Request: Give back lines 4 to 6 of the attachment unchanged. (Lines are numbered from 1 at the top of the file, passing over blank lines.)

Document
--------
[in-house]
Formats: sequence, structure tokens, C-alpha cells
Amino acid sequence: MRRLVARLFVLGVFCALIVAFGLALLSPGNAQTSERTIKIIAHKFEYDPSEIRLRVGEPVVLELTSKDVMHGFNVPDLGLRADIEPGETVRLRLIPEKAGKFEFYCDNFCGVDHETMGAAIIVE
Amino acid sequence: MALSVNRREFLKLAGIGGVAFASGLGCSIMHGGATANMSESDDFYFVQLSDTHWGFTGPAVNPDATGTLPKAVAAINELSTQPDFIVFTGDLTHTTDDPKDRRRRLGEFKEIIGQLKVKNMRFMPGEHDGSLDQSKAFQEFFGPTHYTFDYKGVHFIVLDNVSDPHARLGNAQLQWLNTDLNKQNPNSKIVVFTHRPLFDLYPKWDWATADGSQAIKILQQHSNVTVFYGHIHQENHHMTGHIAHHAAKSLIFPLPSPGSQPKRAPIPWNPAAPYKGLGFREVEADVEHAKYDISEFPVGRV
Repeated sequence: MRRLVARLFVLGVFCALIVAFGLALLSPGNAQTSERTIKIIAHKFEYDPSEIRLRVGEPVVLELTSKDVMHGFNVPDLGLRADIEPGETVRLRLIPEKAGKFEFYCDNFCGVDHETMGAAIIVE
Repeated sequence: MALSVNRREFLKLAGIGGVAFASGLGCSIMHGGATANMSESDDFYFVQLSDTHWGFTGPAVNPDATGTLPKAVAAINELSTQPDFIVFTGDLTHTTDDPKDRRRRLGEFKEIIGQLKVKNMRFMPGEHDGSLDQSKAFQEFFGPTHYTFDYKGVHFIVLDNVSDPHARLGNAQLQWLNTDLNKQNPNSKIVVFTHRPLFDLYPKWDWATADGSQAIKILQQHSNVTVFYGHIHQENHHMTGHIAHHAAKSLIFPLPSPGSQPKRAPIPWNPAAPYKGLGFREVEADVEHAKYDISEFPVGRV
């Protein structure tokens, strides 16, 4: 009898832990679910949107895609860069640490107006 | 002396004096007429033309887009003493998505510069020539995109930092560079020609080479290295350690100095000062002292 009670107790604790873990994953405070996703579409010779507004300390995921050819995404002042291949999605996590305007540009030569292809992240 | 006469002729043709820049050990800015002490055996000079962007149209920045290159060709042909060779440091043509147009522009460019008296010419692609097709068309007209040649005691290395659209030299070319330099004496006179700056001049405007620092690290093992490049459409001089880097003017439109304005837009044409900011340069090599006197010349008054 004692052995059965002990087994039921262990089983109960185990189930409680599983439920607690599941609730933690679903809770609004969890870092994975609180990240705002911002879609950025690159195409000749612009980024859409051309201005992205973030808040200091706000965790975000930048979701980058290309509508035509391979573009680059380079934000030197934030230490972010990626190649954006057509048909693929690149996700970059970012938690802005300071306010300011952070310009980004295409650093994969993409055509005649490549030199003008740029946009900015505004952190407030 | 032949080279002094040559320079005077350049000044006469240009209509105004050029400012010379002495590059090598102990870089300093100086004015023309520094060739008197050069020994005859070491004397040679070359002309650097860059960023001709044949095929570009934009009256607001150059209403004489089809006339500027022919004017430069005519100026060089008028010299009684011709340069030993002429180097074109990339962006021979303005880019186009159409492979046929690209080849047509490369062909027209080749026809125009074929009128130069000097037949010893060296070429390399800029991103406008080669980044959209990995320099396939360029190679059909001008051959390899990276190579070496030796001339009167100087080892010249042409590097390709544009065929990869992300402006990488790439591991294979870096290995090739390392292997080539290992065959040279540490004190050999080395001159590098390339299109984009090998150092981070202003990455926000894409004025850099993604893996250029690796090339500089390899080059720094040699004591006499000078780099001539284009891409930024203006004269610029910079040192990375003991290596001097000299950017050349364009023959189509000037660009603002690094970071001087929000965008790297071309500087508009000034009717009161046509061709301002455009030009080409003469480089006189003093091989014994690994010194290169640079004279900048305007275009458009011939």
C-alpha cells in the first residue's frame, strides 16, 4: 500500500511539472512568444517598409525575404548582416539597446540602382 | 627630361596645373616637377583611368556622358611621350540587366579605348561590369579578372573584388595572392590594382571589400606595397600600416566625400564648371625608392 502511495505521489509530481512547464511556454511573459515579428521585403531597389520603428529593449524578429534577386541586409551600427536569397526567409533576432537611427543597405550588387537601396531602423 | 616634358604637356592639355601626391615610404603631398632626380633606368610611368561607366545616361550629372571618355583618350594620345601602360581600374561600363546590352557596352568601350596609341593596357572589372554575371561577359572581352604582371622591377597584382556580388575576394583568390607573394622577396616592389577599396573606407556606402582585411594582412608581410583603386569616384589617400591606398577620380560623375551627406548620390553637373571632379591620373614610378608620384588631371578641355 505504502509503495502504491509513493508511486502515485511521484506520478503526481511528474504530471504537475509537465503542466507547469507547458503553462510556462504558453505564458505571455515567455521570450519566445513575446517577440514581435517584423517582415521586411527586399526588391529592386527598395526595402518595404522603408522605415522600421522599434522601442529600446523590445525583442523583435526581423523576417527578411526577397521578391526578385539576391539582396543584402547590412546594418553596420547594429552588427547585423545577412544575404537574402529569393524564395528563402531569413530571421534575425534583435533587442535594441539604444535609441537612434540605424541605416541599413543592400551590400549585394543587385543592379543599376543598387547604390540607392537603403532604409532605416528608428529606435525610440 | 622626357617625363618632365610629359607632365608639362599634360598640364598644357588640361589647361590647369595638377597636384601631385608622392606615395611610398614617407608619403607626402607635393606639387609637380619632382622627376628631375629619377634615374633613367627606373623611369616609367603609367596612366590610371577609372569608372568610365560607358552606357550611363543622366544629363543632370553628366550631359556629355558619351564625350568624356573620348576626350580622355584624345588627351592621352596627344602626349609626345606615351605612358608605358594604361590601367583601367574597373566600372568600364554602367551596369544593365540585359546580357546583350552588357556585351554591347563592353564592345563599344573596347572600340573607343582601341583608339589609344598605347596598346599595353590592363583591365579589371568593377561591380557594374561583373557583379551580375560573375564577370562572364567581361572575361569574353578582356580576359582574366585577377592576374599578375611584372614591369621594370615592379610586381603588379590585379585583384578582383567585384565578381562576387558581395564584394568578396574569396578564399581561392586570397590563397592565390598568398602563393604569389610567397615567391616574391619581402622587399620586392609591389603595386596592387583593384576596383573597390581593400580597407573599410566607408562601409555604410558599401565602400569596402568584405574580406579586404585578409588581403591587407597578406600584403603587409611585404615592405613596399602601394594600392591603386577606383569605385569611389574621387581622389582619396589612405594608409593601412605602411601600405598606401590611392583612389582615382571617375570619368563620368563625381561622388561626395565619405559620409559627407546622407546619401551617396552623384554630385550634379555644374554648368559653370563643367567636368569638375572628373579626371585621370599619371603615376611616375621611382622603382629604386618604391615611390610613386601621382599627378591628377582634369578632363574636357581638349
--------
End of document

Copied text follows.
Amino acid sequence: MALSVNRREFLKLAGIGGVAFASGLGCSIMHGGATANMSESDDFYFVQLSDTHWGFTGPAVNPDATGTLPKAVAAINELSTQPDFIVFTGDLTHTTDDPKDRRRRLGEFKEIIGQLKVKNMRFMPGEHDGSLDQSKAFQEFFGPTHYTFDYKGVHFIVLDNVSDPHARLGNAQLQWLNTDLNKQNPNSKIVVFTHRPLFDLYPKWDWATADGSQAIKILQQHSNVTVFYGHIHQENHHMTGHIAHHAAKSLIFPLPSPGSQPKRAPIPWNPAAPYKGLGFREVEADVEHAKYDISEFPVGRV
Repeated sequence: MRRLVARLFVLGVFCALIVAFGLALLSPGNAQTSERTIKIIAHKFEYDPSEIRLRVGEPVVLELTSKDVMHGFNVPDLGLRADIEPGETVRLRLIPEKAGKFEFYCDNFCGVDHETMGAAIIVE
Repeated sequence: MALSVNRREFLKLAGIGGVAFASGLGCSIMHGGATANMSESDDFYFVQLSDTHWGFTGPAVNPDATGTLPKAVAAINELSTQPDFIVFTGDLTHTTDDPKDRRRRLGEFKEIIGQLKVKNMRFMPGEHDGSLDQSKAFQEFFGPTHYTFDYKGVHFIVLDNVSDPHARLGNAQLQWLNTDLNKQNPNSKIVVFTHRPLFDLYPKWDWATADGSQAIKILQQHSNVTVFYGHIHQENHHMTGHIAHHAAKSLIFPLPSPGSQPKRAPIPWNPAAPYKGLGFREVEADVEHAKYDISEFPVGRV